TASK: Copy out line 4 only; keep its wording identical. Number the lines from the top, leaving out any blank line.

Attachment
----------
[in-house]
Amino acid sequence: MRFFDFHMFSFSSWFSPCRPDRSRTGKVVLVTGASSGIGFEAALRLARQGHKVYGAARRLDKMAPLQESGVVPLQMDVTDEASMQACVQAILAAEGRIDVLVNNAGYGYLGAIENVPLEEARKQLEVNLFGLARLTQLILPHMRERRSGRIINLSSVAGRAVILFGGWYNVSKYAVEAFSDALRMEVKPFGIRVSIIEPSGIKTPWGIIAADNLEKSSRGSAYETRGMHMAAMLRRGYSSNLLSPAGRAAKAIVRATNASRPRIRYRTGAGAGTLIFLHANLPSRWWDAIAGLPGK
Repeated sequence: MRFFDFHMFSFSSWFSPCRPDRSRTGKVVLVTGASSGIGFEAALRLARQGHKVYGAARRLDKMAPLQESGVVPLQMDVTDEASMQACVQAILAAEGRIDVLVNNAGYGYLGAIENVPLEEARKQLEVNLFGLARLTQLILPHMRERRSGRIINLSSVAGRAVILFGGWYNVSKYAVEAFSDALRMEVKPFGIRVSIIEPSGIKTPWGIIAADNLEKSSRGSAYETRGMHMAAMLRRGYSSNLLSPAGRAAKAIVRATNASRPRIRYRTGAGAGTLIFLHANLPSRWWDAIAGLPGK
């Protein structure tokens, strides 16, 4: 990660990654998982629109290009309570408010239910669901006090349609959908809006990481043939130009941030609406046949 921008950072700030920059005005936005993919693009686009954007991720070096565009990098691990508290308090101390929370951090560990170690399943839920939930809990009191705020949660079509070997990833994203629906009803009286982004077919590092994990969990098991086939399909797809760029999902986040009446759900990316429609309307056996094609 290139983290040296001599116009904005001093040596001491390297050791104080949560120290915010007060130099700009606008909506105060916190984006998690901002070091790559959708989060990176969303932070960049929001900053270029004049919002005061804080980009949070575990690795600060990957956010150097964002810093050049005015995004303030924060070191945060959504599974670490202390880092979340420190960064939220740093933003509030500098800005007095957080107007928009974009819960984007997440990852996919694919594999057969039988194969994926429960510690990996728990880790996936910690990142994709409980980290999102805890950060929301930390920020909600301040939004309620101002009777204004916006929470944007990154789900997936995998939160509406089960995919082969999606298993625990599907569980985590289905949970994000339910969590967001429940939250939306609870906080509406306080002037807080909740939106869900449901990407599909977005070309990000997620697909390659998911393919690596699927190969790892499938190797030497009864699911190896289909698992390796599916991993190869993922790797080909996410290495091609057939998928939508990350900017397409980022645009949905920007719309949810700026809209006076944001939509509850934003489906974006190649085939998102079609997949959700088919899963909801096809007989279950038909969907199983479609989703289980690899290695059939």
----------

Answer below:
């Protein structure tokens, strides 16, 4: 990660990654998982629109290009309570408010239910669901006090349609959908809006990481043939130009941030609406046949 921008950072700030920059005005936005993919693009686009954007991720070096565009990098691990508290308090101390929370951090560990170690399943839920939930809990009191705020949660079509070997990833994203629906009803009286982004077919590092994990969990098991086939399909797809760029999902986040009446759900990316429609309307056996094609 290139983290040296001599116009904005001093040596001491390297050791104080949560120290915010007060130099700009606008909506105060916190984006998690901002070091790559959708989060990176969303932070960049929001900053270029004049919002005061804080980009949070575990690795600060990957956010150097964002810093050049005015995004303030924060070191945060959504599974670490202390880092979340420190960064939220740093933003509030500098800005007095957080107007928009974009819960984007997440990852996919694919594999057969039988194969994926429960510690990996728990880790996936910690990142994709409980980290999102805890950060929301930390920020909600301040939004309620101002009777204004916006929470944007990154789900997936995998939160509406089960995919082969999606298993625990599907569980985590289905949970994000339910969590967001429940939250939306609870906080509406306080002037807080909740939106869900449901990407599909977005070309990000997620697909390659998911393919690596699927190969790892499938190797030497009864699911190896289909698992390796599916991993190869993922790797080909996410290495091609057939998928939508990350900017397409980022645009949905920007719309949810700026809209006076944001939509509850934003489906974006190649085939998102079609997949959700088919899963909801096809007989279950038909969907199983479609989703289980690899290695059939």